author = "Hugo Beraldi-Campesi and Jack Farmer and Ferran Garcia-Pichel",
year = "2014",
doi = "10.2110/palo.2013.084",
language = "English (US)",
volume = "29",
pages = "45--54",
journal = "Palaios",
issn = "0883-1351",
publisher = "SEPM Society for Sedimentary Geology",
number = "1",

}

TY - JOUR

T1 - Modern terrestrial sedimentary biostructures and their fossil analogs in mesoproterozoic subaerial deposits

AU - Beraldi-Campesi, Hugo

AU - Farmer, Jack

AU - Garcia-Pichel, Ferran

PY - 2014

Y1 - 2014

N2 - Microbial communities developing on modern clastic sedimentary surfaces of arid lands are dominated by phototrophic microorganisms that form a variety of characteristic "microbially induced sedimentary structures" (MISS) through their interactions with detrital sedimentary grains, aided by secretions of extracellular polymeric substances and other organic materials. In this study, we describe modern MISS from unvegetated arid topsoils and compare them with fossil MISS found within decimeter- to meter-thick sedimentary sequences of Mesoproterozoic siliciclastic outcrops of the Dripping Spring Quartzite formation of the Apache Group in central Arizona, USA. These sequences contain numerous bedding plane exposures with desiccation surfaces including polygonal cracks, curls, and chips. Repetition of these structures within stratigraphic sequences indicates recurring episodes of subaerial exposure. Some of these MISS contain cellular microfossils that exhibit morphological adaptations for surviving desiccation. The strong similarities between modern and ancient MISS in this study provide additional criteria for recognizing morphological biosignatures of terrestrial microbial communities in ancient deposits. Our results provide compelling evidence for the presence of land-based microbial communities by the Mesoproterozoic (∼1200 Ma). The association of MISS features further suggests that the primary producers that had colonized Mesoproterozoic land surfaces were likely desiccation-adapted photosynthetic microbes, similar to modern desert soil crust communities.

AB - Microbial communities developing on modern clastic sedimentary surfaces of arid lands are dominated by phototrophic microorganisms that form a variety of characteristic "microbially induced sedimentary structures" (MISS) through their interactions with detrital sedimentary grains, aided by secretions of extracellular polymeric substances and other organic materials. In this study, we describe modern MISS from unvegetated arid topsoils and compare them with fossil MISS found within decimeter- to meter-thick sedimentary sequences of Mesoproterozoic siliciclastic outcrops of the Dripping Spring Quartzite formation of the Apache Group in central Arizona, USA. These sequences contain numerous bedding plane exposures with desiccation surfaces including polygonal cracks, curls, and chips. Repetition of these structures within stratigraphic sequences indicates recurring episodes of subaerial exposure. Some of these MISS contain cellular microfossils that exhibit morphological adaptations for surviving desiccation. The strong similarities between modern and ancient MISS in this study provide additional criteria for recognizing morphological biosignatures of terrestrial microbial communities in ancient deposits. Our results provide compelling evidence for the presence of land-based microbial communities by the Mesoproterozoic (∼1200 Ma). The association of MISS features further suggests that the primary producers that had colonized Mesoproterozoic land surfaces were likely desiccation-adapted photosynthetic microbes, similar to modern desert soil crust communities.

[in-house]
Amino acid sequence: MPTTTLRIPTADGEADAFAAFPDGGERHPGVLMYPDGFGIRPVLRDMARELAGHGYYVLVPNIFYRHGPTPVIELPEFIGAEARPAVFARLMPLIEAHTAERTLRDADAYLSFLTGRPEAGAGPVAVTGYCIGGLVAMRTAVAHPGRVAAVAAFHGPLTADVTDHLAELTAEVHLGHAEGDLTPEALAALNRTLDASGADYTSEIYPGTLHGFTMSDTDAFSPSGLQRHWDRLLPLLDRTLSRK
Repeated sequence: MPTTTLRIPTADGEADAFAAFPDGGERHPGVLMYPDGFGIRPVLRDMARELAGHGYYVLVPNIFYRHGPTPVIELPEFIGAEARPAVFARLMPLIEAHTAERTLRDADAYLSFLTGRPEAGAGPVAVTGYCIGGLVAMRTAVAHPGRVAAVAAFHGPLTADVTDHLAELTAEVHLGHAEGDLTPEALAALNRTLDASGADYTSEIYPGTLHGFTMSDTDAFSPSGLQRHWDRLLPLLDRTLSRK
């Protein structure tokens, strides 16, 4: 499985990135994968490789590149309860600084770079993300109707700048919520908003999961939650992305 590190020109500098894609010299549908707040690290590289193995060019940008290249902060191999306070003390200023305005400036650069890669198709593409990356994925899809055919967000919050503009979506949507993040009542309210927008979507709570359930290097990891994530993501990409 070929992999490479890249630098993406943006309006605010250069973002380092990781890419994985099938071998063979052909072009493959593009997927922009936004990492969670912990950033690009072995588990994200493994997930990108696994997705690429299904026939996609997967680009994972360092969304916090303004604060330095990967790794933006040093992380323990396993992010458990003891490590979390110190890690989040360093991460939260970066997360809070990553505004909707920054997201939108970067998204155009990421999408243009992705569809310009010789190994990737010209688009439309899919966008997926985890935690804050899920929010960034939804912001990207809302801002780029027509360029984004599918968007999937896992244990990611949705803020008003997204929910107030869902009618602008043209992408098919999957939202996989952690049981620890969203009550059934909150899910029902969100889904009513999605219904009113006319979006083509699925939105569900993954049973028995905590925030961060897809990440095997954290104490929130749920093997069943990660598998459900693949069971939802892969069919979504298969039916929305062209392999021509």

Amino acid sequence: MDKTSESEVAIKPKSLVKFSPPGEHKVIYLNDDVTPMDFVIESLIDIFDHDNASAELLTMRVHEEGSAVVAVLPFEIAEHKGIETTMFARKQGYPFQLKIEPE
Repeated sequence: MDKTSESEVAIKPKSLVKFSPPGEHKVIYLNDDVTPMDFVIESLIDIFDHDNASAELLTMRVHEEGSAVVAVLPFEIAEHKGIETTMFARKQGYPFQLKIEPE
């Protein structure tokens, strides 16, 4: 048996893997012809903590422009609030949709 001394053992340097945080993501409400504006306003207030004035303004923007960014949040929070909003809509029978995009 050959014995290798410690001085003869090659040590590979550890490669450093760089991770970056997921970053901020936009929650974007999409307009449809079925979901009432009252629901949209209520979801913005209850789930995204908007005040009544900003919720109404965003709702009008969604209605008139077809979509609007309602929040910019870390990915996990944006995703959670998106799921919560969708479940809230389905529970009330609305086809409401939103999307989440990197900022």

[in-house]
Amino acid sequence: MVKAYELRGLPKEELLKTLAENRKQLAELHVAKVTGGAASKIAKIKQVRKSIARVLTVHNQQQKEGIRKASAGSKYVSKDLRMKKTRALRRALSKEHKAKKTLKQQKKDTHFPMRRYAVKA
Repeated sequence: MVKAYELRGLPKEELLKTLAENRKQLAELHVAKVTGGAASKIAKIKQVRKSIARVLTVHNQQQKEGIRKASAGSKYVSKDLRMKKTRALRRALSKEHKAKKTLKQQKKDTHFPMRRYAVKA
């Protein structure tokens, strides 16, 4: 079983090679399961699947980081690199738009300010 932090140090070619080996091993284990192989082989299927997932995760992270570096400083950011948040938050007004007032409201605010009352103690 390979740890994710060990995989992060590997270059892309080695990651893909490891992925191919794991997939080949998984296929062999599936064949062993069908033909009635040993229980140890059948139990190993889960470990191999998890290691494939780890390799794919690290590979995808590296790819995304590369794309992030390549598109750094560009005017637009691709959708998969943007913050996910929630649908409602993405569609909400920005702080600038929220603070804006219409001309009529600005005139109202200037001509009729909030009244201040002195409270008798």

UR - http://www.scopus.com/inward/record.url?scp=84902291339&partnerID=8YFLogxK

UR - http://www.scopus.com/inward/citedby.url?scp=84902291339&partnerID=8YFLogxK

U2 - 10.2110/palo.2013.084

DO - 10.2110/palo.2013.084

M3 - Article

AN - SCOPUS:84902291339

VL - 29

SP - 45

EP - 54

JO - Palaios

JF - Palaios

SN - 0883-1351

IS - 1

ER -